People fall into this habit without really realizing it. They’re happy to have the help and support, and because they don’t want to disappoint or upset their parents, they never say when enough is enough, or raise an issue when they are starting to feel invaded.
This is the big one – and it happens with many, many couples. When a wife gets in the habit of talking down to her husband (or even just down about him to others), it can seriously damage the relationship. This damage comes in one of two ways – either he believes you and loses his confidence, or he doesn’t believe you, and resents you for badmouthing him, spends most of his energy on being defensive, and will do everything he can to distance himself.
Now, emasculation happens in a variety of ways, but it mostly comes to down to eroding confidence and ego. If he constantly hears about what he’s done wrong (around the house, in the bedroom, with the kids, etc.), that what he’s doing isn’t good enough… if everything he does is under scrutiny, from the money he spends to the clothes he wears, it doesn’t feel like a marriage to him at all. It feels like a nagging mother, and for a grown man, there’s likely nothing attractive about that dynamic.
Many men desire the admiration (or at least the respect) of others, especially those close them – they want to feel confident and powerful, and emasculating remarks do precisely the opposite. It feels disrespectful, and if a wife is speaking to her husband this way, he can be mostly sure that she’s speaking to her friends and family about him in this way too – which only further damages his confidence (or makes him bristle against the less-than-kind spouse).
You don’t have to inflate is ego, but you don’t have to trample it at every turn either… It will either drive him away, or he will feel so beaten down that the mistakes and passivity that cause the complaints will only become more of who he is – it’s a vicious cycle.
Surely there are other bad habits that people, particularly women, fall into that put their marriages in jeopardy, but the items on this list are among the most common, and the most devastating. Keep yourself in check by giving your marriage the occasional evaluation. Are your actions/habits helping or hurting the quality of the relationship?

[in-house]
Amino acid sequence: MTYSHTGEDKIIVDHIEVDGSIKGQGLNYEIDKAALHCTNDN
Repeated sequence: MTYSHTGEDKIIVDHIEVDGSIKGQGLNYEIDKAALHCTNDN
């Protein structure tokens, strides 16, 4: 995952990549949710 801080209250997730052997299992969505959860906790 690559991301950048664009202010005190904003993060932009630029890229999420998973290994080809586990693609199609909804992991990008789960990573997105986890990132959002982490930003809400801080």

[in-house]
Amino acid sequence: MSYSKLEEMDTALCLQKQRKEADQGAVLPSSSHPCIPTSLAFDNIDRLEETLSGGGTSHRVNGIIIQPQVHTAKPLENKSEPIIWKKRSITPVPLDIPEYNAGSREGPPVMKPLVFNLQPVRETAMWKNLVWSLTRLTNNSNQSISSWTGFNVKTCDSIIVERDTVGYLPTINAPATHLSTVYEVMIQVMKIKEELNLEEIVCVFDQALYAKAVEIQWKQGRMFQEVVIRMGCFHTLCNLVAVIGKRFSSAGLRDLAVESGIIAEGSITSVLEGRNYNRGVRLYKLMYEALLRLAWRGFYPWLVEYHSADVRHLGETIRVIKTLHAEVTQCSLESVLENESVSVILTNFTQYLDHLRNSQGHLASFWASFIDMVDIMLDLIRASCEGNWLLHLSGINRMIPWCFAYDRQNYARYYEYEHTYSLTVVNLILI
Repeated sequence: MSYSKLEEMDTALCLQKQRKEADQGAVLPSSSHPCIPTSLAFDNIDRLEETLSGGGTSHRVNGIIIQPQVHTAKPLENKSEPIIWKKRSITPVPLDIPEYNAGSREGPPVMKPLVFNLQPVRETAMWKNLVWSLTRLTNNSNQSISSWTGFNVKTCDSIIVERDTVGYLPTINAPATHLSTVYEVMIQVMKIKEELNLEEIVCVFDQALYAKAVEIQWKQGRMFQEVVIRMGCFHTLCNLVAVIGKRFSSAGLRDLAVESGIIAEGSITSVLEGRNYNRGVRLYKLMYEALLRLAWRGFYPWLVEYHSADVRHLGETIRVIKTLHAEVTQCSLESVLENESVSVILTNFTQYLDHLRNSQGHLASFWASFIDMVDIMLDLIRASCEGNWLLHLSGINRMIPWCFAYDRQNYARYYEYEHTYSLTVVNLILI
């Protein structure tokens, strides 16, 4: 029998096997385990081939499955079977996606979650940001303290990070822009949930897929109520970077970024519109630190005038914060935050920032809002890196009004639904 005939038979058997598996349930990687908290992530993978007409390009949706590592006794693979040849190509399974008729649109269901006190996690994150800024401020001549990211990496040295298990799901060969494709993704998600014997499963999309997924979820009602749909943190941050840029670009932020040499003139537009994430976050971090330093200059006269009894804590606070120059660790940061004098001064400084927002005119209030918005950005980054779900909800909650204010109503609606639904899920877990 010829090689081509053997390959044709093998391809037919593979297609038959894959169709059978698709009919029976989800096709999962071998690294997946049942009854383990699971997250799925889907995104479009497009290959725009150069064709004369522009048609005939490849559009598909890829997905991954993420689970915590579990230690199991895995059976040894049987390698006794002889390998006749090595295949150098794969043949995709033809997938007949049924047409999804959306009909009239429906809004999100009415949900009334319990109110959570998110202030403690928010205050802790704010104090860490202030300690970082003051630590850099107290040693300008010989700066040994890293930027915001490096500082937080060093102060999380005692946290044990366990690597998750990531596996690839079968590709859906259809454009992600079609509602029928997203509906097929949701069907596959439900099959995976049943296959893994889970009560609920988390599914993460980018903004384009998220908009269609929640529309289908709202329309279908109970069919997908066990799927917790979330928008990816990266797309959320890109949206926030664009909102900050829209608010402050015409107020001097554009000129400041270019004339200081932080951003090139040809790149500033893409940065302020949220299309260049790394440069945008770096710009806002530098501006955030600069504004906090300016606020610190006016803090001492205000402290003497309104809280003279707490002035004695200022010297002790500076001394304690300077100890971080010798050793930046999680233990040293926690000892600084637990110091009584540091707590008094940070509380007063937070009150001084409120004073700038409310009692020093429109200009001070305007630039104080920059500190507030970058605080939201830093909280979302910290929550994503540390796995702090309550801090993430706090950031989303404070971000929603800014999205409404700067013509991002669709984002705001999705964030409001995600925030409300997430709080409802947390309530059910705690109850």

For more advice on how to strengthen your marriage, check out the StrongMarriageNow System today!
Dr. Dana Fillmore and Amy Barnhart, co-Founders, StrongMarriageNow.com
My husband has been saying he is moving out since early December. Says because we have not had an intimate relationship in about 9 mos he has no intimate feelings for me. We are both 50, have been married 22 years. Have 2 teenage children. He says he hasn't left yet because he doesn't want to hurt me or the kids. Help!!!!! I'm a wreck!!!
My wife says she loves me but rarely shows it , sex is none existent. We have two sons both in their twenties who still live at home , they are pretty selfish and never give us anytime on our own , my wife doesn't seem to mind, in fact if I bring it up she leaves the room and makes excuses for them.
Hi Lillians - There needs to boundaries with you and your children, and you need to working together to get them on their own two feet so you both can reconnect. Is she having a mid-life crisis? https://www.strongmarriagenow.com/save-marriage-spouses-feelings-changed-feel-blindsided/
Is there something preventing you from being intimate with him? Or has it been his choice? Is he suffering from a midlife crisis? https://www.strongmarriagenow.com/midlife-crisis-threatening-marriage/
How about if I am just done? I don't want this crap marriage any more but worry about his mental health if I leave? I do not love him, I don't even like him as a peraon. He is judgmental and emotionally abusive I don't think I should have to try anymore . what about that? I have tolerated 7 years of physical and mental abuse and after his bi polar diagnosis and arrest he decides he is ready to change? Well I don't care anymore. Is that wrong?
Hi Sad - While we are pro-marriage, we never advise someone to stay in an abusive relationship. Can the person change? Possibly, but you should have to go through it. It's your choice. If you do decide to stay, and help your husband through this, here is some advice on dealing with mental illness and your spouse - https://www.strongmarriagenow.com/health-issues-harming-marriage/